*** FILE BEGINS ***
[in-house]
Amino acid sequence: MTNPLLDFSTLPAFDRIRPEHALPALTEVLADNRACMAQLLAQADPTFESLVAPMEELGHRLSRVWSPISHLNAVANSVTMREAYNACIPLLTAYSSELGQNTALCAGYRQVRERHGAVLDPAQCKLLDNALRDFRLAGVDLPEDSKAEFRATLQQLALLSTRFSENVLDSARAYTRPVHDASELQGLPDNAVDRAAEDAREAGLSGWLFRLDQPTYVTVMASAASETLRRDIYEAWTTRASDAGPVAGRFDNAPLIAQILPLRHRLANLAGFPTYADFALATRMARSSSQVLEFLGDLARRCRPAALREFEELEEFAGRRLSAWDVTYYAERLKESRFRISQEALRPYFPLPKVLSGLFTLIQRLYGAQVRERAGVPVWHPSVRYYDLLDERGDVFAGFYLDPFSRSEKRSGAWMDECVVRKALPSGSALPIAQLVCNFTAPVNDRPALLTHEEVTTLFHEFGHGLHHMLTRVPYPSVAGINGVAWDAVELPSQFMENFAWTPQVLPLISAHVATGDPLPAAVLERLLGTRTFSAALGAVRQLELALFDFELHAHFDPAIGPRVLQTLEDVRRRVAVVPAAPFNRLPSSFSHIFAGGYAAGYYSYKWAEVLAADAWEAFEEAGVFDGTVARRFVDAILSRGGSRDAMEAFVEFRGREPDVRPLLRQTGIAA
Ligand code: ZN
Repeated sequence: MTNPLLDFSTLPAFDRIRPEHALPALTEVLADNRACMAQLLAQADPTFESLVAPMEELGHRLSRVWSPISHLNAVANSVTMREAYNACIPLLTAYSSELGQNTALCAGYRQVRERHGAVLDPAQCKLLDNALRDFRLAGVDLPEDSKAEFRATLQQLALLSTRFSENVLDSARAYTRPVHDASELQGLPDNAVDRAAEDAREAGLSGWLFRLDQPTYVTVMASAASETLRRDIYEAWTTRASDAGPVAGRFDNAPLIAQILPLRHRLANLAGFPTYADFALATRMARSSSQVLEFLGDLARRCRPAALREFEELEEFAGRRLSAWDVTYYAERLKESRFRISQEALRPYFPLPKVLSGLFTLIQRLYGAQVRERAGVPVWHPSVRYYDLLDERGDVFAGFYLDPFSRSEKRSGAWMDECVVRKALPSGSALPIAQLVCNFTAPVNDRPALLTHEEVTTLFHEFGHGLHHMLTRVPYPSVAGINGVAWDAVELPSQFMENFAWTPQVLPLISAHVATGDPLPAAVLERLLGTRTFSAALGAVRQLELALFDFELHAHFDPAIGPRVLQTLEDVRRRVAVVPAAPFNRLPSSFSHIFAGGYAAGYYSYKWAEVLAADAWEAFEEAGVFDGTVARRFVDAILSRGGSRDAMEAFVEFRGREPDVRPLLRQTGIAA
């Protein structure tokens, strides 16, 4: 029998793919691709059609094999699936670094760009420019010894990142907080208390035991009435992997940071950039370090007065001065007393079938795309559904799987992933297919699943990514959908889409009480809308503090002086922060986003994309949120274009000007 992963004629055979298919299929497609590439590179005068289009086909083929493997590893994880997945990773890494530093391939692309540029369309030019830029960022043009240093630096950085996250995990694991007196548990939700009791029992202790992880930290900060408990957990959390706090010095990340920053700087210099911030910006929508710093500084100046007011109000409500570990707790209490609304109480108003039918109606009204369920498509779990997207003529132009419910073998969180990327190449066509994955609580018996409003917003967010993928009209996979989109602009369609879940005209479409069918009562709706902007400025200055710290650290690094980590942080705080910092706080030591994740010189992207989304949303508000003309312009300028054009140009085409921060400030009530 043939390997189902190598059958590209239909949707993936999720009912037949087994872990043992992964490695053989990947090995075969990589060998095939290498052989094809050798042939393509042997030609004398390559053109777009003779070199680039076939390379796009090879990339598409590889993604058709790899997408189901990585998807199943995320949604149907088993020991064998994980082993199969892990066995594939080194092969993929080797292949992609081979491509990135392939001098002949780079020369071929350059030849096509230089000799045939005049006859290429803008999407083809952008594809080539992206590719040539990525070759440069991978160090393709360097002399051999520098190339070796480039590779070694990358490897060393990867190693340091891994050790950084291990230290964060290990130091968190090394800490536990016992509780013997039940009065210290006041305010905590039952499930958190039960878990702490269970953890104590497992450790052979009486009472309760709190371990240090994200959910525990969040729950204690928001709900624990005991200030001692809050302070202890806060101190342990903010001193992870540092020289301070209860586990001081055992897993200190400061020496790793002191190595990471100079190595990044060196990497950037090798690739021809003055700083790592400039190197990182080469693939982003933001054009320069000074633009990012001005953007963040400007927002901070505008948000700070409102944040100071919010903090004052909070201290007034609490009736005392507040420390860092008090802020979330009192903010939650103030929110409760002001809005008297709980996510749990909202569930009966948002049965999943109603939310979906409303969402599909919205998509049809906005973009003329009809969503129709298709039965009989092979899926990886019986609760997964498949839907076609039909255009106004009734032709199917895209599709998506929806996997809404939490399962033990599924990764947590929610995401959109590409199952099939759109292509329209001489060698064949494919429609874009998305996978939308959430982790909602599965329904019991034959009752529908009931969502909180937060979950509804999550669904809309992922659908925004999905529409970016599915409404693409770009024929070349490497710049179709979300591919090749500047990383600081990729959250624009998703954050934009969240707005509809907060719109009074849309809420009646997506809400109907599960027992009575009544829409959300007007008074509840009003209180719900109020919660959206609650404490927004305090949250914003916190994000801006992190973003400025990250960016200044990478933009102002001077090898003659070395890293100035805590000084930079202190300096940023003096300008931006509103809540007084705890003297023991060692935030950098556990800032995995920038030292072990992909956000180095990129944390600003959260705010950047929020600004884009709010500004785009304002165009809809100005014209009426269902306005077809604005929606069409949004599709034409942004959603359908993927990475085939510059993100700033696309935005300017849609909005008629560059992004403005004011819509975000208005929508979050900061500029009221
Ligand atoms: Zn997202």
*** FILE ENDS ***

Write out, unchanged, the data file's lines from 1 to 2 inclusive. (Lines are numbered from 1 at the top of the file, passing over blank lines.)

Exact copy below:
[in-house]
Amino acid sequence: MTNPLLDFSTLPAFDRIRPEHALPALTEVLADNRACMAQLLAQADPTFESLVAPMEELGHRLSRVWSPISHLNAVANSVTMREAYNACIPLLTAYSSELGQNTALCAGYRQVRERHGAVLDPAQCKLLDNALRDFRLAGVDLPEDSKAEFRATLQQLALLSTRFSENVLDSARAYTRPVHDASELQGLPDNAVDRAAEDAREAGLSGWLFRLDQPTYVTVMASAASETLRRDIYEAWTTRASDAGPVAGRFDNAPLIAQILPLRHRLANLAGFPTYADFALATRMARSSSQVLEFLGDLARRCRPAALREFEELEEFAGRRLSAWDVTYYAERLKESRFRISQEALRPYFPLPKVLSGLFTLIQRLYGAQVRERAGVPVWHPSVRYYDLLDERGDVFAGFYLDPFSRSEKRSGAWMDECVVRKALPSGSALPIAQLVCNFTAPVNDRPALLTHEEVTTLFHEFGHGLHHMLTRVPYPSVAGINGVAWDAVELPSQFMENFAWTPQVLPLISAHVATGDPLPAAVLERLLGTRTFSAALGAVRQLELALFDFELHAHFDPAIGPRVLQTLEDVRRRVAVVPAAPFNRLPSSFSHIFAGGYAAGYYSYKWAEVLAADAWEAFEEAGVFDGTVARRFVDAILSRGGSRDAMEAFVEFRGREPDVRPLLRQTGIAA